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Vaccines: A Shot In The Dark?

What's a parent to do? Childhood vaccines have spared the world a lot of grief, illness, and death. Unfortunately, you still hear stories of children having bad reactions to vaccines. This was the topic of a recent congressional hearing -- one that was chaired, not coincidentally -- by a congressman whose two grandchildren are among the estimated 11,000 a year who get their shots, and then get fevers or perhaps worse.

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It doesn't help that a new vaccine for babies, one developed against rotavirus, is now being investigated for a possible link to bowl obstructions. And then there's the polio vaccine, one of the major medical breakthroughs of the century. So successful, in fact, that bad reactions to one form of the live polio vaccine became a leading cause of polio, causing about eight cases a year.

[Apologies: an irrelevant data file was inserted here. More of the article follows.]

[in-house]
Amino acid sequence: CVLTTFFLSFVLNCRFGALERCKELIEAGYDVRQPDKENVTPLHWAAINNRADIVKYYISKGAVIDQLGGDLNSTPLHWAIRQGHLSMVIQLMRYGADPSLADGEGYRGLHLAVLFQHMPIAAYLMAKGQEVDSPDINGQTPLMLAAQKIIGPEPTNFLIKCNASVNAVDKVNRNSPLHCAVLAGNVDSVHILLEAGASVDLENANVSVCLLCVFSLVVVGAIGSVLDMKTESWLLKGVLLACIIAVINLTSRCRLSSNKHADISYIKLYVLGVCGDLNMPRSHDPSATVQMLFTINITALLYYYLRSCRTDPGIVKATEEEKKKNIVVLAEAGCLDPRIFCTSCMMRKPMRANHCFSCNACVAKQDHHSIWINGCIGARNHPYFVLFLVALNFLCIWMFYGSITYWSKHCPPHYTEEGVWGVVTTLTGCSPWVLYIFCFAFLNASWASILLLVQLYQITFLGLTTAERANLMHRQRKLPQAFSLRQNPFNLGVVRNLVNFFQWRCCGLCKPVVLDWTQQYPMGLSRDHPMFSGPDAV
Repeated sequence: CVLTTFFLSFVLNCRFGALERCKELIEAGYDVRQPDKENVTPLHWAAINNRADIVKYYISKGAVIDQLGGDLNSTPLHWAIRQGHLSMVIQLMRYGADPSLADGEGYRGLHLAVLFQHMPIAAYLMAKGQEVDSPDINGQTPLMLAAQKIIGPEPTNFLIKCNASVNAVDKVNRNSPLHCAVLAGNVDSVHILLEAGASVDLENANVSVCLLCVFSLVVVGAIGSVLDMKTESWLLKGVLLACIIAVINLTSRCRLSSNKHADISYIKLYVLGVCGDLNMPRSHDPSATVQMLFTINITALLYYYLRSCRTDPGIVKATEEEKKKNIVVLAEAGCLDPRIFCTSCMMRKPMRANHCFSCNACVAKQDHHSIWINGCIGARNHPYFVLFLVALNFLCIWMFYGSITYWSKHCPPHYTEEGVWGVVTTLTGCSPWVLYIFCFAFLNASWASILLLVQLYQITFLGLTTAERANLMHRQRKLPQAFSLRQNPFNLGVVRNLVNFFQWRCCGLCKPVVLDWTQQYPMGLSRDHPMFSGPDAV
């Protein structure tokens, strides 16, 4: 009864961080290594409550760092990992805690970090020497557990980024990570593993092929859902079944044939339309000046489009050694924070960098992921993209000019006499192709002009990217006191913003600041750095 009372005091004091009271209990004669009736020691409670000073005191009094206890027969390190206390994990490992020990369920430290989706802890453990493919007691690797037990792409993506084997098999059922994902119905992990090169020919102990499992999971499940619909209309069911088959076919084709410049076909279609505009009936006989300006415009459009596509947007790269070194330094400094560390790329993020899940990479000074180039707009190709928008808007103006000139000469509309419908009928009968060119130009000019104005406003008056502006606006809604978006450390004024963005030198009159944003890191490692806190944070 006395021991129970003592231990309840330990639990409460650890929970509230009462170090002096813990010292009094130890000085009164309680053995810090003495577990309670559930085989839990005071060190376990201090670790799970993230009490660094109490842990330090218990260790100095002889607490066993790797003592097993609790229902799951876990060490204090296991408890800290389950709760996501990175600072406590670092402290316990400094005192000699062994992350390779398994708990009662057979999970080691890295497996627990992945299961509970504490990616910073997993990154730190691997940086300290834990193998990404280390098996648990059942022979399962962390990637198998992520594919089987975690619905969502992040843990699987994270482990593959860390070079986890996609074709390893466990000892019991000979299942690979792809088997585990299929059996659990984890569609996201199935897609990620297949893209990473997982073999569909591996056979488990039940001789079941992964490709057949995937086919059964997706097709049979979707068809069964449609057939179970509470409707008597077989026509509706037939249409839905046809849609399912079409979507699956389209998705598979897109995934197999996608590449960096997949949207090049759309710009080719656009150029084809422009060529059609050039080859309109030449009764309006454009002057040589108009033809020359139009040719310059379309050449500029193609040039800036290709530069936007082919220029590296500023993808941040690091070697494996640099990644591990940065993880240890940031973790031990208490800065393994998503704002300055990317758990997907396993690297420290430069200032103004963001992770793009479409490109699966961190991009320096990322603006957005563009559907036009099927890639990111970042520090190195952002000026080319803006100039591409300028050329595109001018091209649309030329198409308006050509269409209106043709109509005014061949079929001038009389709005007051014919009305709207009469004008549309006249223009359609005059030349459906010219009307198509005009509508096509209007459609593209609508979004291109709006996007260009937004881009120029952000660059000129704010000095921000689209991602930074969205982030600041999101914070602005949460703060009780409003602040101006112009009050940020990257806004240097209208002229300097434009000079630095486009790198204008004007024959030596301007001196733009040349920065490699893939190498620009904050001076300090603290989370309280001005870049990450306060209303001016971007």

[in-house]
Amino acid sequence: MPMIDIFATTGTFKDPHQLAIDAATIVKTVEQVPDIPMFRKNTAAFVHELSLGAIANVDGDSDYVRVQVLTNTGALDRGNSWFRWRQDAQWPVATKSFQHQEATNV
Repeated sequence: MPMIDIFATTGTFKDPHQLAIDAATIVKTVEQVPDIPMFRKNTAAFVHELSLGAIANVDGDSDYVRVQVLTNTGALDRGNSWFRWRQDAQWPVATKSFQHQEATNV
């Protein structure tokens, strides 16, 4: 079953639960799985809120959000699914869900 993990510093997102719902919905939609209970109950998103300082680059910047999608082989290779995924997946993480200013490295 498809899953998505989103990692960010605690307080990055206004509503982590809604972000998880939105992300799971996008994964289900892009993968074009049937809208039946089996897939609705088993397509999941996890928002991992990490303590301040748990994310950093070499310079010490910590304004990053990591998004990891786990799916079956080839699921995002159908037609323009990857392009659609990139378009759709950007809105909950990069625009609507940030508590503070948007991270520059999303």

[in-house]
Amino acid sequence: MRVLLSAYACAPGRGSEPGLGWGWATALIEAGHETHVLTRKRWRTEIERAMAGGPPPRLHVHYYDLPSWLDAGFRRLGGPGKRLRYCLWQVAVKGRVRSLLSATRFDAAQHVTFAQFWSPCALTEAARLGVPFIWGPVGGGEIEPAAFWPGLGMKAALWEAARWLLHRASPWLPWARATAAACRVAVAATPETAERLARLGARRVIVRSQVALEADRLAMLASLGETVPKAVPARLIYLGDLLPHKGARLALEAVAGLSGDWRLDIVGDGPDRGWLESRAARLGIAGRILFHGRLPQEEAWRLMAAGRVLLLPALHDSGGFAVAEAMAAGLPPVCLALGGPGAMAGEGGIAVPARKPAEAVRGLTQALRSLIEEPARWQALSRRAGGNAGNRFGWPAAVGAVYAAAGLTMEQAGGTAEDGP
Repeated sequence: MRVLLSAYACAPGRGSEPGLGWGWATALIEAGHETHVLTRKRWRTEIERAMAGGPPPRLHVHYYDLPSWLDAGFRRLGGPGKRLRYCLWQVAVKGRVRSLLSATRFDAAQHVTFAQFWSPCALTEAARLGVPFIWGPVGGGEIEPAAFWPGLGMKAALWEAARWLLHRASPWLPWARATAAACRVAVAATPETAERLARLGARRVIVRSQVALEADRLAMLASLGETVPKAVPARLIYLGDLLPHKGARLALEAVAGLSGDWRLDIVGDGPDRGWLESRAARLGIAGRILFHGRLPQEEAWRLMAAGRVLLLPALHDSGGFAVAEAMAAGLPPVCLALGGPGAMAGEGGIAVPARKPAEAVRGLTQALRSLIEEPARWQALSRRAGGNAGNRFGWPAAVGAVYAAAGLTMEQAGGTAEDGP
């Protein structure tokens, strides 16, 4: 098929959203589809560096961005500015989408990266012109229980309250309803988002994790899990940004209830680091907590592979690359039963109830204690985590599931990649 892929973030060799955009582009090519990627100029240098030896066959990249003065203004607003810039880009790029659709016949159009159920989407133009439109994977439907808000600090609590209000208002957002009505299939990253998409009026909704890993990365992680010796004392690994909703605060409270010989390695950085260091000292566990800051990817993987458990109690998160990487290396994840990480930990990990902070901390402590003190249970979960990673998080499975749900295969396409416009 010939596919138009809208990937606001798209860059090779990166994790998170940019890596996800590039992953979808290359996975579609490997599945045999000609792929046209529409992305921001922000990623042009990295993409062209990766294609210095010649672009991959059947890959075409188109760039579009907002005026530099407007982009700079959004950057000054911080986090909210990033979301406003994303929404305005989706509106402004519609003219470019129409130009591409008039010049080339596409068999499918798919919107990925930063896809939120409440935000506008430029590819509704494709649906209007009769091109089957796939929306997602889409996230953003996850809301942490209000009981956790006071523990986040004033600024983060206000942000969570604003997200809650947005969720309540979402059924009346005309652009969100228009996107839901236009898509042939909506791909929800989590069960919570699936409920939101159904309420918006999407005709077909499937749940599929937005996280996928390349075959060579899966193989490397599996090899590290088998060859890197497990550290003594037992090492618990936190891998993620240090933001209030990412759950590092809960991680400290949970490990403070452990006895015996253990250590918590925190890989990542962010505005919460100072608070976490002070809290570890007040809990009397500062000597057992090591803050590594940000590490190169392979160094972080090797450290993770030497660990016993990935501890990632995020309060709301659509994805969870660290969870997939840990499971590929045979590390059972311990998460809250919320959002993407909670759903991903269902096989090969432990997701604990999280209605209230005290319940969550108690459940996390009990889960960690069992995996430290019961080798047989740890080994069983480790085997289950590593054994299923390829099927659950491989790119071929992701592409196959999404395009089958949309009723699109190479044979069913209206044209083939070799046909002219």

For the vast majority, baby shots do protect children against polio, tetanus, measles, meningitis and much more. But it's worth noting that America's children now get an average of 21 vaccinations by the time they're out of kindergarten, double the number of shots given just a decade ago. It's natural for parents to wonder if their children could be among the few that are harmed. Is that shot in the arm a shot in the dark? U.S. Surgeon General David Satcher put it this way to Congress: "Vaccines are among the 20th century's most successful and cost-effective public health tools for preventing disease, disability, and death."

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